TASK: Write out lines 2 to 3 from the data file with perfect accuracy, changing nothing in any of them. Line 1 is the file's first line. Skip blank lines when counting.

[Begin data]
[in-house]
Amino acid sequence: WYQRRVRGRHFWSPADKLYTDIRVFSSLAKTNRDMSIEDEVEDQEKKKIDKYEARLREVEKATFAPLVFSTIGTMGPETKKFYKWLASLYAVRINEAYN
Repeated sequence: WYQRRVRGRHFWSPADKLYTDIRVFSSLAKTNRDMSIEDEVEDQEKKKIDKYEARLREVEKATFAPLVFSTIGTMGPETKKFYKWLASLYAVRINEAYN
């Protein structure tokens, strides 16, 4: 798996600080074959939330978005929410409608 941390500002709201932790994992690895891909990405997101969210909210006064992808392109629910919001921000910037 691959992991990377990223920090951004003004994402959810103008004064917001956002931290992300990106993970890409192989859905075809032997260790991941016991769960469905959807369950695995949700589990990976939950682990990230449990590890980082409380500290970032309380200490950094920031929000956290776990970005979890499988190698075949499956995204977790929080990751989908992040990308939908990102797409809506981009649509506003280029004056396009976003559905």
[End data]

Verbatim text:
Amino acid sequence: WYQRRVRGRHFWSPADKLYTDIRVFSSLAKTNRDMSIEDEVEDQEKKKIDKYEARLREVEKATFAPLVFSTIGTMGPETKKFYKWLASLYAVRINEAYN
Repeated sequence: WYQRRVRGRHFWSPADKLYTDIRVFSSLAKTNRDMSIEDEVEDQEKKKIDKYEARLREVEKATFAPLVFSTIGTMGPETKKFYKWLASLYAVRINEAYN